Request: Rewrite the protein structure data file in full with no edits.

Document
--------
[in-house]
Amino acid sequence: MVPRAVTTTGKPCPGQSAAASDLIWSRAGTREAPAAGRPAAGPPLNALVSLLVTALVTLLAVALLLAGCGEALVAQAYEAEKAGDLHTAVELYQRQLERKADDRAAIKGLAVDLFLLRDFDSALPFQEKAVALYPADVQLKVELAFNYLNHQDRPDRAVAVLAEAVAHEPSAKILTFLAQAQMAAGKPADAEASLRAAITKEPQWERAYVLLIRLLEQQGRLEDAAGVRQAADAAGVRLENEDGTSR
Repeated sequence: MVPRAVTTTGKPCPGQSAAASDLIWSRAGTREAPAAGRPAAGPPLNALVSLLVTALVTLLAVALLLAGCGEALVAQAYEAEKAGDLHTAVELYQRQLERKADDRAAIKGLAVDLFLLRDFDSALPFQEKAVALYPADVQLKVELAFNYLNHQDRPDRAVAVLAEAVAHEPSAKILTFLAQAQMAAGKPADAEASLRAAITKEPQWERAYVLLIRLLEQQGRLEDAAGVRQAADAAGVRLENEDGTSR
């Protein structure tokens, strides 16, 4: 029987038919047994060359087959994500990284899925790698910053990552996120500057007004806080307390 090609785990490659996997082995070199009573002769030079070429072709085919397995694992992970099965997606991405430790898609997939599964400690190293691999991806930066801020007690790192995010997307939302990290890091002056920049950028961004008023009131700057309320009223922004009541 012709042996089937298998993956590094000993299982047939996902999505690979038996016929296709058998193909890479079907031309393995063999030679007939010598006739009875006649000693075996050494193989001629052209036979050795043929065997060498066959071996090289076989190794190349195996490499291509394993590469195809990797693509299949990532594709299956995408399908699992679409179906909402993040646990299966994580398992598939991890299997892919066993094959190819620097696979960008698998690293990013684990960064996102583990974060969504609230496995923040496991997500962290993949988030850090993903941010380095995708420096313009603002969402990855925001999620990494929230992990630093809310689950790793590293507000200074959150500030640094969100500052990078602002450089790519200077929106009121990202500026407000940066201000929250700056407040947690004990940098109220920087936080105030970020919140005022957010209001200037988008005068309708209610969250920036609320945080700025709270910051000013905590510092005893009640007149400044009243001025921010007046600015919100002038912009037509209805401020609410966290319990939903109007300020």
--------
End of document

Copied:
[in-house]
Amino acid sequence: MVPRAVTTTGKPCPGQSAAASDLIWSRAGTREAPAAGRPAAGPPLNALVSLLVTALVTLLAVALLLAGCGEALVAQAYEAEKAGDLHTAVELYQRQLERKADDRAAIKGLAVDLFLLRDFDSALPFQEKAVALYPADVQLKVELAFNYLNHQDRPDRAVAVLAEAVAHEPSAKILTFLAQAQMAAGKPADAEASLRAAITKEPQWERAYVLLIRLLEQQGRLEDAAGVRQAADAAGVRLENEDGTSR
Repeated sequence: MVPRAVTTTGKPCPGQSAAASDLIWSRAGTREAPAAGRPAAGPPLNALVSLLVTALVTLLAVALLLAGCGEALVAQAYEAEKAGDLHTAVELYQRQLERKADDRAAIKGLAVDLFLLRDFDSALPFQEKAVALYPADVQLKVELAFNYLNHQDRPDRAVAVLAEAVAHEPSAKILTFLAQAQMAAGKPADAEASLRAAITKEPQWERAYVLLIRLLEQQGRLEDAAGVRQAADAAGVRLENEDGTSR
């Protein structure tokens, strides 16, 4: 029987038919047994060359087959994500990284899925790698910053990552996120500057007004806080307390 090609785990490659996997082995070199009573002769030079070429072709085919397995694992992970099965997606991405430790898609997939599964400690190293691999991806930066801020007690790192995010997307939302990290890091002056920049950028961004008023009131700057309320009223922004009541 012709042996089937298998993956590094000993299982047939996902999505690979038996016929296709058998193909890479079907031309393995063999030679007939010598006739009875006649000693075996050494193989001629052209036979050795043929065997060498066959071996090289076989190794190349195996490499291509394993590469195809990797693509299949990532594709299956995408399908699992679409179906909402993040646990299966994580398992598939991890299997892919066993094959190819620097696979960008698998690293990013684990960064996102583990974060969504609230496995923040496991997500962290993949988030850090993903941010380095995708420096313009603002969402990855925001999620990494929230992990630093809310689950790793590293507000200074959150500030640094969100500052990078602002450089790519200077929106009121990202500026407000940066201000929250700056407040947690004990940098109220920087936080105030970020919140005022957010209001200037988008005068309708209610969250920036609320945080700025709270910051000013905590510092005893009640007149400044009243001025921010007046600015919100002038912009037509209805401020609410966290319990939903109007300020």